And Plato has used the word κύαθος in the sense of a ladle, in his Phaon, where he says—
Taking up thus the ladle (κύαθος) in their mouths.And in his Ambassadors he says—
He stole the ladles (κύαθοι) every time he could.And Archippus, in his Fishes, says—
I bought a ladle (κύαθος) there from Dæsias.And there is a similar use of the word in the Peace of Aristophanes:—
All having fought till they had got black eyes,for black eyes are reduced by having κύαθοι (cupping glasses) applied to them. Xenophon also speaks of the κύαθος in the first book of his Cyropædia; and so does Cratinus; and, besides, so does Aristophanes in many places, and Eubulus in his Orthanna; and Pherecrates, in his Triflers, has spoken of a κύαθος made of silver. But Timon, in the second book of his History of the Silli, has called κύαθοι, ἀρύσαναι; speaking thus:—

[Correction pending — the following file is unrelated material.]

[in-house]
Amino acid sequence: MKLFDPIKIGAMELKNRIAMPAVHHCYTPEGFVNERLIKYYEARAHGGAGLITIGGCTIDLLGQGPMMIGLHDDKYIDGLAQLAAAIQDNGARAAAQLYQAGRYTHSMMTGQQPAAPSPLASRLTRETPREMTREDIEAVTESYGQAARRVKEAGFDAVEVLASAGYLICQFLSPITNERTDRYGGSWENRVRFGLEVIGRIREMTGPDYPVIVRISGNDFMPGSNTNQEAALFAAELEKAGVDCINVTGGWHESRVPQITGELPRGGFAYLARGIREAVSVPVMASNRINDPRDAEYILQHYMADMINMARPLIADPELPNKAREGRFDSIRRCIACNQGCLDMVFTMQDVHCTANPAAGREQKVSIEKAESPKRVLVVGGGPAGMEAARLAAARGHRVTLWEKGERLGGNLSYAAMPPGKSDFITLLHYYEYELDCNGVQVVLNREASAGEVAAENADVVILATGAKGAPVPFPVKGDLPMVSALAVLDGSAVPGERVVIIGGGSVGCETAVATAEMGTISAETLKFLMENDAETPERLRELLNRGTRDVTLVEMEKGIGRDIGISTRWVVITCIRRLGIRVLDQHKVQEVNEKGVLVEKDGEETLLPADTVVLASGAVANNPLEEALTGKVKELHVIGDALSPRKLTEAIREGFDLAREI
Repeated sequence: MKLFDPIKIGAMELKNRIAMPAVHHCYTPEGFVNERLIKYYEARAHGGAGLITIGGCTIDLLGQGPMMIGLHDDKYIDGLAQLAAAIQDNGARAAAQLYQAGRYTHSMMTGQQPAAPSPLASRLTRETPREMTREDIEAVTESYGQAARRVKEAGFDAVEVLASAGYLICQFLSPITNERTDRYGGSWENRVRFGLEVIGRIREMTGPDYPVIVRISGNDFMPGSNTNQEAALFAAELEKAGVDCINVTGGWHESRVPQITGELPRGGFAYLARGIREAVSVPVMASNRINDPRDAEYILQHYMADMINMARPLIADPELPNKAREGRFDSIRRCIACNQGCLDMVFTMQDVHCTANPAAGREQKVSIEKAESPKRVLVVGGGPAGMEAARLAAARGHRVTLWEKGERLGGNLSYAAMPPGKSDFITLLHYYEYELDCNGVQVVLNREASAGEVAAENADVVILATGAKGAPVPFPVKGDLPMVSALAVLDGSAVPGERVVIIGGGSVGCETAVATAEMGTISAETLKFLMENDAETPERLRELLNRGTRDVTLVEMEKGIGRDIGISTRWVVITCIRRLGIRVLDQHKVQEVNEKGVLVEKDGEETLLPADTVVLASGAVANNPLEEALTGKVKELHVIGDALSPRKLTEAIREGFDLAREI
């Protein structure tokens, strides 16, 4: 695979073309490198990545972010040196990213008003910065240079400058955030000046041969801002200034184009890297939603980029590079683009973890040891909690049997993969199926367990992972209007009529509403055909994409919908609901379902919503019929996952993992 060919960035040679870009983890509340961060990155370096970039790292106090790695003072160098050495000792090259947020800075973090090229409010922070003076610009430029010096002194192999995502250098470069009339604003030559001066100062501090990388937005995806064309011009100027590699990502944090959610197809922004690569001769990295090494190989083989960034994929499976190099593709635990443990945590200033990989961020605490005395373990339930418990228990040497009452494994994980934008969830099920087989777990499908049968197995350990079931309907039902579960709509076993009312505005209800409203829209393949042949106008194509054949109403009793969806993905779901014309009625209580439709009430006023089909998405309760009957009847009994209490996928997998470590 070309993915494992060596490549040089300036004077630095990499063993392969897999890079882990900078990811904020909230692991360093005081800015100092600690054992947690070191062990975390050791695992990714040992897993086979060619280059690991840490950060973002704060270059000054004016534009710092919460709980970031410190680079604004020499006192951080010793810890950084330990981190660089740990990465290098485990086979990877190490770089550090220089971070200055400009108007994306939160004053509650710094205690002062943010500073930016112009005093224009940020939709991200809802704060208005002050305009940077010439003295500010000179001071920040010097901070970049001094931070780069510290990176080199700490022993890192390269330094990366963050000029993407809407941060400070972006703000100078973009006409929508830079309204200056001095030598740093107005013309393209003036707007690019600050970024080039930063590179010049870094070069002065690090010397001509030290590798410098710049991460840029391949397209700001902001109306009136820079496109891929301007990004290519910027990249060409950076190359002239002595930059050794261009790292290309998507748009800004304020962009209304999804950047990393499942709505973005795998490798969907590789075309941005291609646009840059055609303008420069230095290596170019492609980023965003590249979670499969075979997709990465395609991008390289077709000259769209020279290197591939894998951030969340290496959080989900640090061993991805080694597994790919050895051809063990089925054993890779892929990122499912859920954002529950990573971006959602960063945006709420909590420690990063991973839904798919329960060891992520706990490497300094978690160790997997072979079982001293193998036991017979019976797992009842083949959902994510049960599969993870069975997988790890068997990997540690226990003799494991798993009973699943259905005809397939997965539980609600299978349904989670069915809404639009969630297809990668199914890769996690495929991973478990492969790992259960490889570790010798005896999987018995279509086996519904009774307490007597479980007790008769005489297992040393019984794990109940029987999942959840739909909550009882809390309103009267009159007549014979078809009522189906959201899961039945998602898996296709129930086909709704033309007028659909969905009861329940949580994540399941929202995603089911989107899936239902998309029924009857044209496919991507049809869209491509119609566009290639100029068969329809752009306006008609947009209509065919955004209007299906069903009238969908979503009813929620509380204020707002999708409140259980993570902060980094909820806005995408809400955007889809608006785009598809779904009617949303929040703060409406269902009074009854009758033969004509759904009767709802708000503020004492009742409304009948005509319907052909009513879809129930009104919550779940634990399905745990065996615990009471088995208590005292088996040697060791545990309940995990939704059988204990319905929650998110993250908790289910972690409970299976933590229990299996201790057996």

Lying all on the ground around the κύαθοι;
And ἀρύσαναι, hard to fill with wine;naming them so from the verb ἀρύομαι, to draw. And they are called also ἀρυστῆρες and ἀρίστιχοι. Simonides says— [p. 669]
And no one gave me even one ἀρυστὴρAnd Aristophanes, in his Wasps, says—
Of the mere dregs and lees.
For I had these ἀρύστιχοι near me.And Phrynichus, in his Weeding Women, says— ἀρύταινα. They also called this vessel ἔφηβος, as Xenophanes did in his Relationship; and Polybius, in the ninth book of his Histories, says that there is a certain river called the Cyathus, near Arsinoe, a city in Aetolia.